For the “do-it -yourself” homeowner, outsourcing tree work may seem like an unnecessary expense. But in reality, the costs of tackling tree care on your own can run high – damaged property, hospital bills and a ruined landscape aren’t cheap. “Most homeowners simply don’t have the tools, knowledge or experience necessary to safely attempt their own tree work,” says Tchukki Andersen, BCMA, CTSP* and staff arborist with the Tree Care Industry Association (TCIA). “We hear many unfortunate stories each year of homeowners getting severely injured or killed while attempting this dangerous, and often misunderstood, work on their own.”
Here are three reasons homeowners should leave tree work to the professionals:
- Lack of Knowledge and Training
Safe tree work requires extensive knowledge of tree physics and biology, which can take years of experience and study to acquire. For example, felling a tree in a controlled manner is not as simple as cutting through the trunk with a chainsaw. It requires establishing a drop zone, making precise cuts and sometimes guiding the tree safely to the ground with ropes as leverage. When homeowners attempt this, many are injured or killed when the tree falls in an unexpected direction. Up-ended root plates or root balls are also unpredictable. Severing the trunk of a fallen tree from an up-ended root plate releases tension, which may be strong enough to pull the stump and root ball back into the hole, trapping anything or anyone nearby underneath it. Other hazards may be invisible to the untrained eye: rotten trunks and limbs, pest and fungal infestations and other diseases and defects that can only be identified and treated by an experienced tree-care practitioner.
- Poor Situational Awareness
Even homeowners who know their way around trees may still fall victim to nearby hazards. Electrical wires are a common situational hazard in tree work; many trees grow near power lines and have their branches, leaves and limbs entangled in live wires. Each year, a number of amateur tree workers are seriously injured or killed when they come into contact with an energized line, directly or indirectly, through tools or tree limbs. Navigating this danger is tricky, even for professionals, and should never be attempted by homeowners under any circumstances. Attempting do-it-yourself tree work is bad enough, but some homeowners go one step further and try to finish the job alone, which further impairs situational awareness. If you do try to do any of the work, always make sure there is at least one other person working with you. Even trained professionals work in teams!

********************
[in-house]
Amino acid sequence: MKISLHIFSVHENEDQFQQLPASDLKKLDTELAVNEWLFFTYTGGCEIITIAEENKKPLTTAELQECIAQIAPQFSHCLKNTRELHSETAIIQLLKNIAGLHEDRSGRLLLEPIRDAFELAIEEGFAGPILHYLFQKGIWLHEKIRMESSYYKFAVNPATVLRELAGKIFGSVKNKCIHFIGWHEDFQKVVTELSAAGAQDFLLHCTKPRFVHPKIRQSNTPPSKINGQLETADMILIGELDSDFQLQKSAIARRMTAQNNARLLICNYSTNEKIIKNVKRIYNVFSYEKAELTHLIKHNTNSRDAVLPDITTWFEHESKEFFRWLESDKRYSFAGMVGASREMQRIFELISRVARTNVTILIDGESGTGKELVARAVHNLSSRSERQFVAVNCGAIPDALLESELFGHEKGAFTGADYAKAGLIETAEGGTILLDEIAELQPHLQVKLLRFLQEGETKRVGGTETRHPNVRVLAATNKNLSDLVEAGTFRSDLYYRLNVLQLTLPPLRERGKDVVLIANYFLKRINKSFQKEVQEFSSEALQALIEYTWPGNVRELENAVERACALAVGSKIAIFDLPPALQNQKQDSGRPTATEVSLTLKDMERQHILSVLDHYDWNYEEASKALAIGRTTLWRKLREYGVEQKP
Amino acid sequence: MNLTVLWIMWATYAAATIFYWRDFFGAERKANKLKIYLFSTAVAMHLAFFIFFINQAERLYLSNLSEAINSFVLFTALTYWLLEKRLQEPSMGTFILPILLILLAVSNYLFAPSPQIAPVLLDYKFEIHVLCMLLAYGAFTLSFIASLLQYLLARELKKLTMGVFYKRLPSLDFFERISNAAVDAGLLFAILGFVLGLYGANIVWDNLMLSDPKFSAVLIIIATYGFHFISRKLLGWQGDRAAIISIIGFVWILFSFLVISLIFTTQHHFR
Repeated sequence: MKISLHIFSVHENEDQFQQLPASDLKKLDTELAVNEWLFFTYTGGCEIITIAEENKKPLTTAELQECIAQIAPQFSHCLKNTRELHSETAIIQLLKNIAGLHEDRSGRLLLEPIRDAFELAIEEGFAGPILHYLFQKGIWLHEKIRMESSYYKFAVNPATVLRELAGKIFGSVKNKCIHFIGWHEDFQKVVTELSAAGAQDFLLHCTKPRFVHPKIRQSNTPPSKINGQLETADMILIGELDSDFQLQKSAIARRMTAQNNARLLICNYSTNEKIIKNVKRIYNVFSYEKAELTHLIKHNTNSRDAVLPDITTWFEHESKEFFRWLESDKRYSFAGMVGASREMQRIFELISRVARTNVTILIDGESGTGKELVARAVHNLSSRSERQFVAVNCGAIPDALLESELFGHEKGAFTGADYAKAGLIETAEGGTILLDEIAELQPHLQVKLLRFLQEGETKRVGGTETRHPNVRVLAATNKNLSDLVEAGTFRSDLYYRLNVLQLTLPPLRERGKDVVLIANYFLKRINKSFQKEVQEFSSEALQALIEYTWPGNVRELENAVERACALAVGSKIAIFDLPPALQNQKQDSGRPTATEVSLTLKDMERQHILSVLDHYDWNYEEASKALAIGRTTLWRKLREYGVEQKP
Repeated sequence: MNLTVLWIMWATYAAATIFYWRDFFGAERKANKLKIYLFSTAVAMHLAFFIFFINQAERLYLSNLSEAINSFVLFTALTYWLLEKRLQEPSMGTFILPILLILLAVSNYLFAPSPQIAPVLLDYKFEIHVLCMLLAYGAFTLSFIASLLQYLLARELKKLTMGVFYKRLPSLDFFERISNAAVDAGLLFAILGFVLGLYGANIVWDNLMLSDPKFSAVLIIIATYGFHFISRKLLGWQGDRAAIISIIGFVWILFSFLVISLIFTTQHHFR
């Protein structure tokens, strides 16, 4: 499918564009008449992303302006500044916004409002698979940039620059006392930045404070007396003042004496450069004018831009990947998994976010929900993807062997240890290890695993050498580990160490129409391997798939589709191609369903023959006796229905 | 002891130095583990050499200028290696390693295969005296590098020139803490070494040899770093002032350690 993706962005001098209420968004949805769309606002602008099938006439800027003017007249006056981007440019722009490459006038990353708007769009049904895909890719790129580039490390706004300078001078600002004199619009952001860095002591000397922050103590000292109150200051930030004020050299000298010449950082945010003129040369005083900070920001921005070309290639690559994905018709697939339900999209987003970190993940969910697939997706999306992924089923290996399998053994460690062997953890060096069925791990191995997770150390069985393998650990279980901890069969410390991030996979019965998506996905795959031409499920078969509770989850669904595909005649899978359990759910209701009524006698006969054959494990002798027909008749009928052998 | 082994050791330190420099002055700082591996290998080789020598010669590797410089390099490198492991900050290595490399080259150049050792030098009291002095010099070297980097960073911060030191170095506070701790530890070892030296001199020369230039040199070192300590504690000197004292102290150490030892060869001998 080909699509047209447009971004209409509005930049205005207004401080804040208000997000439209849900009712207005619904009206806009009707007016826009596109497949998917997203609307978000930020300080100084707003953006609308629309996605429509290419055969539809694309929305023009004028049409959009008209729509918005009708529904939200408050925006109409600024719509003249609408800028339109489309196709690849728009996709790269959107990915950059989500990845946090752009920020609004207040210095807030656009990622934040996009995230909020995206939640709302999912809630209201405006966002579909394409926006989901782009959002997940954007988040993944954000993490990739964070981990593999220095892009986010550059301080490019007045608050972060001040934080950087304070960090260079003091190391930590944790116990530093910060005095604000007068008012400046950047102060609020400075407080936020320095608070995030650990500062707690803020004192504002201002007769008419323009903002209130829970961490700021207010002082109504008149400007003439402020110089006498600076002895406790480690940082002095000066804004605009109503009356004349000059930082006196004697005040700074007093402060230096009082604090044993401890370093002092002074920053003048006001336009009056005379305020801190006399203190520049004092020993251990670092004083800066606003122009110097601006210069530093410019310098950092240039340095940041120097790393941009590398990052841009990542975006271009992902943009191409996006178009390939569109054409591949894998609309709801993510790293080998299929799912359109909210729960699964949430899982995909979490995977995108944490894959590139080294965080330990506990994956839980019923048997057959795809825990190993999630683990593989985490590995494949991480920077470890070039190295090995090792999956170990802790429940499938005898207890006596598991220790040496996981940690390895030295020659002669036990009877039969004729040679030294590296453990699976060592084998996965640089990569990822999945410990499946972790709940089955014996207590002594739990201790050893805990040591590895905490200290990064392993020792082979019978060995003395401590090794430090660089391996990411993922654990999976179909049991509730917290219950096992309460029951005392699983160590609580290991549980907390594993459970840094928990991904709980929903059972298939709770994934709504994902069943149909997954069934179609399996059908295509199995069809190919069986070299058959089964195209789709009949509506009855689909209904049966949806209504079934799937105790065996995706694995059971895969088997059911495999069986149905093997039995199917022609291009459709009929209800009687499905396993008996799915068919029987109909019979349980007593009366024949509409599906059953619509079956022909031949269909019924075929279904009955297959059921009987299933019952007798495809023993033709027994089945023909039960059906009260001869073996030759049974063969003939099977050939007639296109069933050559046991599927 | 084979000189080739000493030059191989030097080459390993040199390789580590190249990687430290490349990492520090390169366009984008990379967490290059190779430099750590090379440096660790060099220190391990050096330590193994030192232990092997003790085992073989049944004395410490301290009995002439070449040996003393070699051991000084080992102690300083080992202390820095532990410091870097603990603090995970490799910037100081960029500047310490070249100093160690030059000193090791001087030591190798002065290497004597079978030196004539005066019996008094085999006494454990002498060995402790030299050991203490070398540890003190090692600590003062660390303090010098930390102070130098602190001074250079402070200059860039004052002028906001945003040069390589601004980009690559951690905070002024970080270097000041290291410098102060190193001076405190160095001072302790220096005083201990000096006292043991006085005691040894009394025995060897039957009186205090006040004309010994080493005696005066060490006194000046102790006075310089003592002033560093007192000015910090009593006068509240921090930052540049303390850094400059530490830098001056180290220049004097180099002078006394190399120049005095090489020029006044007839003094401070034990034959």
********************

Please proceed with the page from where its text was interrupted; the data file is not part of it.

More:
- Improper Use of Tools
Homeowners who use incorrect, faulty or complicated tools may hurt themselves and others while attempting tree work. Chain saws, for example, are incredibly dangerous and easy to misuse. A common mistake is to use a dull chain, which forces the operator to use excess pressure, causing them to lose control of the saw. Many homeowners also make the mistake of using the chain saw to cut branches on the ground. This can result in chainsaw kickback – and injuries – when the bar tip hits the dirt or other foliage. Misused ladders are another common source of injury. Using a ladder that is too short, set on unstable ground, or supported by a faulty limb can easily result in the homeowner falling – often fatally – from the tree. Ladders often are knocked out from under the homeowner by the same limb that was just cut. Tree work may also require tools the average homeowner does not own. Stump grinders, wood chippers, and aerial lifts are just a few examples of complex and often necessary machines that only a trained arborist can handle.
Find a professional
A professional arborist can assess your landscape and work with you to determine what work you can do and what work should be left for a professional. Contact the Tree Care Industry Association, a public and professional resource on trees and arboriculture since 1938. It has more than 2,200 member companies that recognize stringent safety and performance standards and who are required to carry liability insurance. TCIA has the nation’s only Accreditation program that helps consumers find tree care companies that have been inspected and accredited based on: adherence to industry standards for quality and safety; maintenance of trained, professional staff ; and dedication to ethics and quality in business practices. An easy way to find a tree care service provider in your area is to use the “Locate Your Local TCIA Member Companies” program. You can use this service by calling 1-800-733-2622 or by doing a ZIP Code search on www.treecaretips.org